Jeff Kingston, Director of Asian Studies at Temple University’s Tokyo campus, tells TIME that Suga will prioritize U.S. relations, but he will also seek to maintain the thaw in relations with China. Economic ties between Japan and China had improved under Abe, but historic tensions remain and Chinese incursions into Japanese waters around the disputed Senkaku Islands (known as the Diaoyu Islands in China) have caused agitation.
China expects to deepen cooperation on fighting COVID-19 and to grow economic ties, according to foreign ministry spokesperson Wang Wenbin.
An editorial in late August in the Global Times, a state-run mouthpiece for the Chinese Communist Party, called for closer partnership with Japan amid tense relations with the U.S. “China must win the support of countries like Japan” as it is “faced with strategic containment from the U.S,” it said.
Suga has also said that he wants to resolve some unfinished business on the diplomatic front. Abe had failed in his goal to resolve several wartime legacies, including normalizing ties with North Korea and signing a peace treaty with Russia to formally end their hostilities in World War II.
In early September, Suga told a news conference that he would consider meeting North Korean Leader Kim Jong-Un without preconditions. He said that he wants to “make a breakthrough” on the issue of the abduction of Japanese nationals by Pyongyang in the 1970s and 1980s, a goal that Abe said he regretted not achieving.
As far as North Korea diplomacy on nuclear issues goes, it will be important for Japan to continue working closely with the U.S., says Nakabayashi of Waseda University.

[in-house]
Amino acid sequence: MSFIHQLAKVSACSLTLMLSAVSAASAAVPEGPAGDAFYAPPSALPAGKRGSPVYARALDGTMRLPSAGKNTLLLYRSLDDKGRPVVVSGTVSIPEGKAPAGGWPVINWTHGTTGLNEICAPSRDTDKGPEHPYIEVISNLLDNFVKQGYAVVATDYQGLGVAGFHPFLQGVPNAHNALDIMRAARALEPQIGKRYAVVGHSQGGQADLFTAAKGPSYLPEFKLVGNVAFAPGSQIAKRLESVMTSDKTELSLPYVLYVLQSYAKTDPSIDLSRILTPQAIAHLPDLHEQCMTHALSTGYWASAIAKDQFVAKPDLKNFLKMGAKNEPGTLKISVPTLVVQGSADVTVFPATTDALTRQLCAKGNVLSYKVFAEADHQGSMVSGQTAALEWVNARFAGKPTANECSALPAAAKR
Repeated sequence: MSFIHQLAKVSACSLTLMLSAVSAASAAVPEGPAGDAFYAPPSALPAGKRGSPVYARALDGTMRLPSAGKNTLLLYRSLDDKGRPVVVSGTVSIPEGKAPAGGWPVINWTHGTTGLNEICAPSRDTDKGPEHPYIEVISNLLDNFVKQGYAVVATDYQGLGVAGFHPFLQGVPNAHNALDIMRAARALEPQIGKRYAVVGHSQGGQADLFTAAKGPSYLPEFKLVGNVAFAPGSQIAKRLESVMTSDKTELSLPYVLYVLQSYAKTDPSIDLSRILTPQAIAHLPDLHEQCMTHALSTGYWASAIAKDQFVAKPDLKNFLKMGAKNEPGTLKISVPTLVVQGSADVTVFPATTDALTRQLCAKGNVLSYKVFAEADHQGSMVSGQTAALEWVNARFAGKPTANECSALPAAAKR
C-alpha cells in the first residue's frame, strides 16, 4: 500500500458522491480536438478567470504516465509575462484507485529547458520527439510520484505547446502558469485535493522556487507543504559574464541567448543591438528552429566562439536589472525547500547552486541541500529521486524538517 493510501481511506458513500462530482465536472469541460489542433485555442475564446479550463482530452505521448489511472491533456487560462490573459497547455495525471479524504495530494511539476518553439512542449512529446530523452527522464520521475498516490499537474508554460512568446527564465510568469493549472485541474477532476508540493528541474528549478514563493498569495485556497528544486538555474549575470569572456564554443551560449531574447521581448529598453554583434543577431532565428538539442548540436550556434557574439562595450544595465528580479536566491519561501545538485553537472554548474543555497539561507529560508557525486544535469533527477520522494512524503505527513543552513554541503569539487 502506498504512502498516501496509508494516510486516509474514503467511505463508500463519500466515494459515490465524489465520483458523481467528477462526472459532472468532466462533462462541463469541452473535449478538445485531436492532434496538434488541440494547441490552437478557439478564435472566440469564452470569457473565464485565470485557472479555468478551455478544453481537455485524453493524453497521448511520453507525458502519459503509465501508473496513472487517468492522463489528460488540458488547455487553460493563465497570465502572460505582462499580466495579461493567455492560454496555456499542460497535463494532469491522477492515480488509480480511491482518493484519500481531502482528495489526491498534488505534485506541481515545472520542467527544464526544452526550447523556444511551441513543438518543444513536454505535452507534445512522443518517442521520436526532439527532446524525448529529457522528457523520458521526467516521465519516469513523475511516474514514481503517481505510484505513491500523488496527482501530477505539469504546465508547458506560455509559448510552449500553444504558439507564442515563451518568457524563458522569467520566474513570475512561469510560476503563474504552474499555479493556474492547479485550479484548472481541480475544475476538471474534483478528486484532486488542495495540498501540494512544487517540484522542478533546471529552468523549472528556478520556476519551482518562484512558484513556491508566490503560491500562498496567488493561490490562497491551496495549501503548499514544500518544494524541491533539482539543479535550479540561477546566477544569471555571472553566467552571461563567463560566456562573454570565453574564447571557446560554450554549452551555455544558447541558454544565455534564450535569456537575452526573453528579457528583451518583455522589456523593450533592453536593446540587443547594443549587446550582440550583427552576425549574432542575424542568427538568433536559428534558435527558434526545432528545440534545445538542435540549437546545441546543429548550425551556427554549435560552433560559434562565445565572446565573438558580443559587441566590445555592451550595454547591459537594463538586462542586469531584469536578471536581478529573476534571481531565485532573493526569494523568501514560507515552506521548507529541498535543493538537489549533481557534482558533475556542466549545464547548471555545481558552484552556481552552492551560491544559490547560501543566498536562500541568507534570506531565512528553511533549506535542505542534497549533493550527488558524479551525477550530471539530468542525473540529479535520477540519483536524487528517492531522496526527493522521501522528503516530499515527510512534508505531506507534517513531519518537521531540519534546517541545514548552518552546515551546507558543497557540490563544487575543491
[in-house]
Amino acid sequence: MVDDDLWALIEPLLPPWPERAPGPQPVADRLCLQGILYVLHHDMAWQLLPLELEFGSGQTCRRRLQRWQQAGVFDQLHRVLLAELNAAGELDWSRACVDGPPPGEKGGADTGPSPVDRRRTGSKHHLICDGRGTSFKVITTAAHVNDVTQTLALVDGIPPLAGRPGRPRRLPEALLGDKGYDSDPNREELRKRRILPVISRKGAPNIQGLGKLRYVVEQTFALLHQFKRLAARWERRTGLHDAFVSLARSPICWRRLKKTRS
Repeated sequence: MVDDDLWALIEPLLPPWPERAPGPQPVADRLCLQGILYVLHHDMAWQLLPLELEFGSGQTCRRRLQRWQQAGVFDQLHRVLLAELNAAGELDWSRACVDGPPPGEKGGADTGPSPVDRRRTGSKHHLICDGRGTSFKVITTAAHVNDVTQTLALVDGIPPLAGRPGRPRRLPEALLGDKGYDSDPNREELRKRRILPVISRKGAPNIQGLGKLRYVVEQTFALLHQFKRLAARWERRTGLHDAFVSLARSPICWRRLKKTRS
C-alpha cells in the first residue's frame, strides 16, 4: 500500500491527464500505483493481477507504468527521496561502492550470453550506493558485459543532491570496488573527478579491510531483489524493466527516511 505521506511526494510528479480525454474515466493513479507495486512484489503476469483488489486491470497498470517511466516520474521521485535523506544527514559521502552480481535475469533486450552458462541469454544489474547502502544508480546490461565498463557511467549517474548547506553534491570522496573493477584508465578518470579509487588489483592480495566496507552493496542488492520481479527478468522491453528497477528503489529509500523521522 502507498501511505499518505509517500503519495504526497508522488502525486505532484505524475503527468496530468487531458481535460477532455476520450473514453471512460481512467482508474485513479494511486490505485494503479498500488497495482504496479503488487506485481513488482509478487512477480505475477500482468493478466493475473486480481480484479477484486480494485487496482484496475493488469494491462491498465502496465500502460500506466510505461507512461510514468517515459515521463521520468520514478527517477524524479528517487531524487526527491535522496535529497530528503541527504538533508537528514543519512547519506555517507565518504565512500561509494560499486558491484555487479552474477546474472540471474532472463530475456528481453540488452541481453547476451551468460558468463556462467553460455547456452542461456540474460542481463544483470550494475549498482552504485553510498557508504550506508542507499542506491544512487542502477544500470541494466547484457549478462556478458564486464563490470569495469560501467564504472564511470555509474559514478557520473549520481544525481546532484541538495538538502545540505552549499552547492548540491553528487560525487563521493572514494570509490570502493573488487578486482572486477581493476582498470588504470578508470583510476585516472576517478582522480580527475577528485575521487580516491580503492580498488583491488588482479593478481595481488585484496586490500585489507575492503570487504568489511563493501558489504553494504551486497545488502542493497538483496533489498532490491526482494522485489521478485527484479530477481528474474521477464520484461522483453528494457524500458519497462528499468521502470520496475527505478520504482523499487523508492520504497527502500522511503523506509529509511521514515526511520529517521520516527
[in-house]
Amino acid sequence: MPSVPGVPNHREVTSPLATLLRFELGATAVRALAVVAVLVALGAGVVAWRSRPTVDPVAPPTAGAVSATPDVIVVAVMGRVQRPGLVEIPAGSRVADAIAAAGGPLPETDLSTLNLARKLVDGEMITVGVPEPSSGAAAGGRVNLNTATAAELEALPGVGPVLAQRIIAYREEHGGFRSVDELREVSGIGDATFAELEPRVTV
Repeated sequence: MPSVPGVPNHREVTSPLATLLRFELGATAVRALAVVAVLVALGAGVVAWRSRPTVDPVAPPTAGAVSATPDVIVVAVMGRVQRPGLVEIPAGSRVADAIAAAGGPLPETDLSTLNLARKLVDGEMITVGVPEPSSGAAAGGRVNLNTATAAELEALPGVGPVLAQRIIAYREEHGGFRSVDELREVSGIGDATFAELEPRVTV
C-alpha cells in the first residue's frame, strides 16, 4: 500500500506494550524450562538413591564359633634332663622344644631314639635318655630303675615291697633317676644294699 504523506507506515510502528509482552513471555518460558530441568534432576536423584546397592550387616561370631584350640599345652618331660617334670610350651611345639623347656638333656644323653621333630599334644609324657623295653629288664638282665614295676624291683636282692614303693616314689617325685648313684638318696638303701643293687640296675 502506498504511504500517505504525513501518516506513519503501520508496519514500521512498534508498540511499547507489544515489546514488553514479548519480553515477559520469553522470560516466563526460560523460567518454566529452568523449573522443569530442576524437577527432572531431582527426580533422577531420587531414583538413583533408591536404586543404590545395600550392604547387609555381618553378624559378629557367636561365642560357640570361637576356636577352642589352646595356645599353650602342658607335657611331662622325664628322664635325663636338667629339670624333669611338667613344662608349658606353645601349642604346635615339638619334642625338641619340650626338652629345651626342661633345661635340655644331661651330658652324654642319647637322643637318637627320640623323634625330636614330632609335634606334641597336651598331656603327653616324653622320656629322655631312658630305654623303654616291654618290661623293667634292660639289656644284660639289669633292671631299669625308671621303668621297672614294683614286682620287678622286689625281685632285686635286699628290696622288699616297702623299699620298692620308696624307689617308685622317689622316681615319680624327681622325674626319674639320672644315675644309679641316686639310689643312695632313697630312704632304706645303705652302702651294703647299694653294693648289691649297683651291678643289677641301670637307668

Even as some in Japan worry about the rare uncertainty this new administration brings, experts say the U.S.-Japan alliance is likely to remain stable under Suga.
“If he follows Abe, and that seems likely, he will seek a better economic relationship with China despite differences on security, territory and history and do whatever it takes to keep Uncle Sam engaged to provide security,” says Kingston of Temple University. About 54,000 U.S. troops are deployed in Japan, and the country hosts the U.S. Navy’s Seventh Fleet. Japan’s post-World War II “pacifist” constitution renounced war, and Abe left office without fulfilling long cherished plans to alter the charter.
Plus, says Kristi Govella, an assistant professor of Asian Studies at the University of Hawaii at Mānoa, the foundations of the U.S.-Japan alliance run much deeper than ties between individual leaders.
“The U.S. and Japan share significant interests and values that give them strong incentives to maintain good relations with each other, and this is unlikely to change under a Suga administration,” she says. “Japan is a key U.S. partner in dealing with China and North Korea and maintaining stability in the region more broadly.”